Stoney Beach's Rosenbaum fights through Army duties, balky knee to finish NYC Marathon
By By Brittany Cheng
The Baltimore Sun|
Nov 08, 2014 at 3:00 AM
Sgt. 1st Class Joshua Rosenbaum was able to finish three tours of duty — one in Iraq and two in Afghanistan. He was able to finish his bachelor's degree in mathematics, long delayed by military call-ups.
But the 34-year-old U.S. Army reservist found himself nearly unable to finish the New York City Marathon on Sunday.
Though his knee gave out in the 19th mile, the Stoney Beach resident wasn't ready to give up. He had the knee wrapped, and he finished his first marathon in 5 hours, 13 seconds.
"He did awesome for having a little road bump of an achy knee along the way and coming across the finish line," said Amanda Rosenbaum, Joshua's wife, who came to support him.
Despite the gusty winds Sunday, Joshua Rosenbaum said he enjoyed the marathon, which winds through the city's five boroughs. In this year's race, an announced 50,564 runners, the biggest-ever total for a marathon, crossed the finish line in an average of 4:34:45.
Even though the Butler, Penn., native had competed in races before, his previous longest was a 10K, less than a quarter of the length of a marathon. Rosenbaum said he started considering running a marathon after two close friends, Francie and John Doherty, ran the NYC Marathon a third time.
To get in, he needed the luck of the draw: Rosenbaum was chosen in the race lottery. And while he had run with his wife in past races, Amanda Rosenbaum wanted no part of the 26.2 miles.
"Whenever you run a half-marathon, they say you're half-crazy. When you run a full marathon, they call you full-crazy," she said.
Joshua Rosenbaum was on a 15-day leave from the military in April when he found out he was selected in the lottery. Days later, he returned to Afghanistan and began the 20-week training program that would prepare him for one of the most physical challenges of his life.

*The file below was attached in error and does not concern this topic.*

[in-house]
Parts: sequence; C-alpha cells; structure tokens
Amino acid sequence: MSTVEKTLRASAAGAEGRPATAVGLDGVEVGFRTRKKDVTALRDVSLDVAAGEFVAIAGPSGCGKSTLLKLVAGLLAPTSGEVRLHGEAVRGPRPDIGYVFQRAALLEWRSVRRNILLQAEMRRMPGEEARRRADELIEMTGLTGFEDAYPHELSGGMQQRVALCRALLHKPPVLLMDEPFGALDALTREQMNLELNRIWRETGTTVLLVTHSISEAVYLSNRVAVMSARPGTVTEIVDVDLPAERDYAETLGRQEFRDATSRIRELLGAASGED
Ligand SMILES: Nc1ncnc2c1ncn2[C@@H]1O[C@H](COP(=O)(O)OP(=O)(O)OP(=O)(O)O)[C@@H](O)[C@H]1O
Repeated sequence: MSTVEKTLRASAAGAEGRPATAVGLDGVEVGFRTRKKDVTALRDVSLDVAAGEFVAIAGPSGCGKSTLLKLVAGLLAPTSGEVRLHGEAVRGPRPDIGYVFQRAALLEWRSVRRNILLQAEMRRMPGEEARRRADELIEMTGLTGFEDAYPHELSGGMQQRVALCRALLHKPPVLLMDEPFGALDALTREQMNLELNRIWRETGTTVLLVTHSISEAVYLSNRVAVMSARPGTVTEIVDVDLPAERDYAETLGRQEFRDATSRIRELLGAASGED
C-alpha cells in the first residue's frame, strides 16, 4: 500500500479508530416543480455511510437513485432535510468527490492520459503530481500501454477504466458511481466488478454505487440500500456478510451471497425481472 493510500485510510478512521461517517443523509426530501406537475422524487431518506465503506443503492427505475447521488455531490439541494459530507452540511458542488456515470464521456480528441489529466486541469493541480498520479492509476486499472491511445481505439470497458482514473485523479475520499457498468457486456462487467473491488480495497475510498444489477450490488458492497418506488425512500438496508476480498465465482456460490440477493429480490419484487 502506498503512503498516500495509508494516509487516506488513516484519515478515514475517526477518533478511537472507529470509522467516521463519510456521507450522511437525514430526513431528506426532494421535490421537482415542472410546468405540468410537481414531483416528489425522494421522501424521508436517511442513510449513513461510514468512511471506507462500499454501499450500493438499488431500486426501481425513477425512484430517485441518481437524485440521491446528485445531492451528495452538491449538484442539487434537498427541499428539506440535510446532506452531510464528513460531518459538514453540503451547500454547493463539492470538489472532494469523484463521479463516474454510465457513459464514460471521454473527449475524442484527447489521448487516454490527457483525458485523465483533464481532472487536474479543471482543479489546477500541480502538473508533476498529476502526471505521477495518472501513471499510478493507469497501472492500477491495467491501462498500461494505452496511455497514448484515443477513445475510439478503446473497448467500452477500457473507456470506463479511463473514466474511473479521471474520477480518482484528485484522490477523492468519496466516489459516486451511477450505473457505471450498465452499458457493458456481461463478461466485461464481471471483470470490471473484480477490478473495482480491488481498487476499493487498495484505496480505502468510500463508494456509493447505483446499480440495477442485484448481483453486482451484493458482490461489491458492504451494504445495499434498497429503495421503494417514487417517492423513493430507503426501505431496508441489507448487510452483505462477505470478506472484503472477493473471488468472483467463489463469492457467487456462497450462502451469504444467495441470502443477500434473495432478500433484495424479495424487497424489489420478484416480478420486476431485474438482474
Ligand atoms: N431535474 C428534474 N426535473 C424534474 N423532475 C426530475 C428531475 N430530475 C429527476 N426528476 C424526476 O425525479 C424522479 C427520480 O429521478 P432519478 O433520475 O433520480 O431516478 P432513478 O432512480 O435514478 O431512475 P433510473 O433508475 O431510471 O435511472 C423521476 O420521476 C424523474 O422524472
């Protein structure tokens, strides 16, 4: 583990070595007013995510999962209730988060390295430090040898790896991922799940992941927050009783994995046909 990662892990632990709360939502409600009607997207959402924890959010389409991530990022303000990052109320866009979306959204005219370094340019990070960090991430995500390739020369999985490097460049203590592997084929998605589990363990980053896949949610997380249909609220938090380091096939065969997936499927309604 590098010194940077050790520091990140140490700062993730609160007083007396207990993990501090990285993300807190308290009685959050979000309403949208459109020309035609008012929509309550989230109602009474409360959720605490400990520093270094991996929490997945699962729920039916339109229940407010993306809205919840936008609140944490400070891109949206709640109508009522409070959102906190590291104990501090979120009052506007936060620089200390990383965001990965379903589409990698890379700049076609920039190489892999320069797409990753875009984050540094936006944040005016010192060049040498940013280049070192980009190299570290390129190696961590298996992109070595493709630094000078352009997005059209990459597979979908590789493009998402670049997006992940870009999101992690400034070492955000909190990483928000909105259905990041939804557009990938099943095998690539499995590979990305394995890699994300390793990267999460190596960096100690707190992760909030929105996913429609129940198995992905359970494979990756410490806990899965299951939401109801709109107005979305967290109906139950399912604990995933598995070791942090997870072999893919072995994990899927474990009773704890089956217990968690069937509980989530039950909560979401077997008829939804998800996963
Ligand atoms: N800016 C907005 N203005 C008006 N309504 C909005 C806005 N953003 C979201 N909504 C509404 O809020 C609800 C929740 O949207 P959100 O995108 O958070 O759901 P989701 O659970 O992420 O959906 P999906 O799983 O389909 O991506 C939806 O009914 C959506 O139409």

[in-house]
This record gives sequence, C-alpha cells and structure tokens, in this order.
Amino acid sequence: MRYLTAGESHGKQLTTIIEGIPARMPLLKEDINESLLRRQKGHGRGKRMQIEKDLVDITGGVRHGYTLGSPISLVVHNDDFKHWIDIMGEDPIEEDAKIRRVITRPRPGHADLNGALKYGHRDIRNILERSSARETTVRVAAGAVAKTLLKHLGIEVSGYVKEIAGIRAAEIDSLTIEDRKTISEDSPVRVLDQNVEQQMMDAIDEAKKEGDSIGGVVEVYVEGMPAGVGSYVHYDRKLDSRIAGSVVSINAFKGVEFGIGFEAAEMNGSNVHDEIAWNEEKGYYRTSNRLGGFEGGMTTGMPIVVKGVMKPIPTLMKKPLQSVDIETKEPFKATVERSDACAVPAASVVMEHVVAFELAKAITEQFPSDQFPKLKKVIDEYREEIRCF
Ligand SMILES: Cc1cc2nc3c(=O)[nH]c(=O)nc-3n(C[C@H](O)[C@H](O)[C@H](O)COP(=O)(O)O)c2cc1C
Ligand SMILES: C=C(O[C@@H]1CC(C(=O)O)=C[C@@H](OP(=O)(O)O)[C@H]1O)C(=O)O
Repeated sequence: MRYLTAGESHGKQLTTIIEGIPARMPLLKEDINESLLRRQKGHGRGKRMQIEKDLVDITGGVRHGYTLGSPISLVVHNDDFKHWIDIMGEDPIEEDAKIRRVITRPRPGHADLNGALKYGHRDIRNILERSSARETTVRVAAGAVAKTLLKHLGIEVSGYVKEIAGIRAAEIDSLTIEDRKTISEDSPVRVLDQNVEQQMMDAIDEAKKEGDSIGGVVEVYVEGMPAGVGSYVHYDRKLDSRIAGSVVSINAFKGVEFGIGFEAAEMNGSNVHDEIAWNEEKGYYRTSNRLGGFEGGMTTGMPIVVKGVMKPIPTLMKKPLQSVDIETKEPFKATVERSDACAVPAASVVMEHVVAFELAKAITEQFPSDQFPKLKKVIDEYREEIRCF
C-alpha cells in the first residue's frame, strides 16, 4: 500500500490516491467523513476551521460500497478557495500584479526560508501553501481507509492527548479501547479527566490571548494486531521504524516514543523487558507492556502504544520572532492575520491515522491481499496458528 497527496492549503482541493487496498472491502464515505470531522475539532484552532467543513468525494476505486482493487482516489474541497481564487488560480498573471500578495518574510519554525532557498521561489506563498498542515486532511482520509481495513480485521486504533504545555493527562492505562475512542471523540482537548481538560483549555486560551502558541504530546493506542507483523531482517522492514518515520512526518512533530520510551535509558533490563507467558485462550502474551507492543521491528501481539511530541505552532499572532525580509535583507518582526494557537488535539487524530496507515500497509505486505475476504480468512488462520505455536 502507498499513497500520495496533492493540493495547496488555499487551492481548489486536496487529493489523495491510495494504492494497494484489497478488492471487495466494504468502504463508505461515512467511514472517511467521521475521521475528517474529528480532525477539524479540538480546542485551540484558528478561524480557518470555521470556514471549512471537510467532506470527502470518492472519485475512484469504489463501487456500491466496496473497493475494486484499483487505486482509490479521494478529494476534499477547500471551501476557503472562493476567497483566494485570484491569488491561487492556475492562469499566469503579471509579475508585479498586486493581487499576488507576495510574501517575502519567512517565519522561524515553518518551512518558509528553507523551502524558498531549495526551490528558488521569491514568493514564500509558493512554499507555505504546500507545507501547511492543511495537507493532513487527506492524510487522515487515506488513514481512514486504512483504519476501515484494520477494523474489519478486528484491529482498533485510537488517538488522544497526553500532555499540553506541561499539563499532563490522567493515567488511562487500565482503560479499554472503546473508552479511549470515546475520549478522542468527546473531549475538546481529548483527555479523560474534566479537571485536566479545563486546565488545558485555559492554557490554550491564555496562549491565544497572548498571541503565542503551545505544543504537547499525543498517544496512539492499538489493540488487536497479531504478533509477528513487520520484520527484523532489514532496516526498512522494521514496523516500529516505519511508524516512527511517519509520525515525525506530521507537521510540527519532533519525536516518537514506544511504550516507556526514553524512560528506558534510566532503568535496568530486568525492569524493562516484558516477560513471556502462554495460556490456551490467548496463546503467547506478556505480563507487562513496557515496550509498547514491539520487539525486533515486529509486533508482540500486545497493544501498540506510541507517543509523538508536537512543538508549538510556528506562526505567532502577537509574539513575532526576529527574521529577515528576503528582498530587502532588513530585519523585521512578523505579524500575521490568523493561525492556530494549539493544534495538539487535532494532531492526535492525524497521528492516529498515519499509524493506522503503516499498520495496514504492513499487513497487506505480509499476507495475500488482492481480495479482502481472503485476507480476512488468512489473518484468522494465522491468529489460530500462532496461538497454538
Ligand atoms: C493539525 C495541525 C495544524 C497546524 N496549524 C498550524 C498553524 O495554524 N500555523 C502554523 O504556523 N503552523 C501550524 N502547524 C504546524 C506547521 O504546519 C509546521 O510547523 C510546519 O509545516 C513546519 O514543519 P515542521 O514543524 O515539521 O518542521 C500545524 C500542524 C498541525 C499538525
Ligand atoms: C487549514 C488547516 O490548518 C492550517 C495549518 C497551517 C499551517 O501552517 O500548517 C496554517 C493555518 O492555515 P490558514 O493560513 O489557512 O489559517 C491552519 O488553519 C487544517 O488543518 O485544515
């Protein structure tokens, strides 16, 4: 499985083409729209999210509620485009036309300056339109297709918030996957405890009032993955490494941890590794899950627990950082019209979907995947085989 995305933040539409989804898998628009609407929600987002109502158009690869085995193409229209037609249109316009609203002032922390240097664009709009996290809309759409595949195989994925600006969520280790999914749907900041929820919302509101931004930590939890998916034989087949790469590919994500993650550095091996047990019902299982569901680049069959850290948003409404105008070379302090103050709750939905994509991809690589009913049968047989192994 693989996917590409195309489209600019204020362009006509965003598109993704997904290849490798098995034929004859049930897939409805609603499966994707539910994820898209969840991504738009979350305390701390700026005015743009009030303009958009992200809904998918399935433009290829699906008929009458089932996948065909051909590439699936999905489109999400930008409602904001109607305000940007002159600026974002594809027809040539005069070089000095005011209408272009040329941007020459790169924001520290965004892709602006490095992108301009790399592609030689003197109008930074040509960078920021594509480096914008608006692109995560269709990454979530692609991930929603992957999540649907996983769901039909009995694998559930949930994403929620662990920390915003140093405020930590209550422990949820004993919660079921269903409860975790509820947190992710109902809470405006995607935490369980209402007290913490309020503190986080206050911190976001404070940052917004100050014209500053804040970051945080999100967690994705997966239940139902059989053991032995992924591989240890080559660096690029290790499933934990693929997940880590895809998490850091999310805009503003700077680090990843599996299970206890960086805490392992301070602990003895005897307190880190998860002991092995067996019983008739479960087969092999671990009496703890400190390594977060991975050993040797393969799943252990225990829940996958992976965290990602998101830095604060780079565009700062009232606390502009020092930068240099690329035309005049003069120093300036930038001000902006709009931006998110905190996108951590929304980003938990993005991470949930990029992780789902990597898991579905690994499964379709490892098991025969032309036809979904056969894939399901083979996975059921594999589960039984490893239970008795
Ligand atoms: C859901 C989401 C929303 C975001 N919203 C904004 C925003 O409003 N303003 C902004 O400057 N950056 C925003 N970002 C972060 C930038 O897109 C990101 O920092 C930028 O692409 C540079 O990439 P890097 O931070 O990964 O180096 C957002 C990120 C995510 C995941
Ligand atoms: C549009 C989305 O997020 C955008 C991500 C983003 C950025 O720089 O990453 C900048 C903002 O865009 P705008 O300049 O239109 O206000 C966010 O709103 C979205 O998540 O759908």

Four times a week, he completed tempo, interval and long runs. But his training grounds made the program more difficult than anticipated.
"The military bases in Kabul are not very large," Rosenbaum said. "Any long run was just very repetitious; it's just a bunch of laps, if you will."
The climate and terrain didn't help, either. Elevation was about 6,000 feet above sea level — significantly higher than Stoney Beach's 26 — which made for hot, dusty, windy and dry weather.
After his tour ended, he spent the program's final six weeks back home, where the climate was more hospitable and healthier nutrition and hydration habits were more possible. On days when he had longer runs — up to 20 miles — Amanda would run the final 5 with him.
Most important, though, Rosenbaum said running at home helped him see the world differently.
"You're just like, 'Look at all the buildings, the houses,' and just get that sense of, 'I'm at home,' and just get that higher appreciation of being in America," he said.
Rosenbaum's knee is healing, and he has another trip scheduled to see the doctor before he decides on his next race.
For now, Rosenbaum, who has six years of service left, just wants to spend time with his wife. Asked whether he thinks he'll be called up for another tour, Rosenbaum said, laughing: "Lord, I hope not."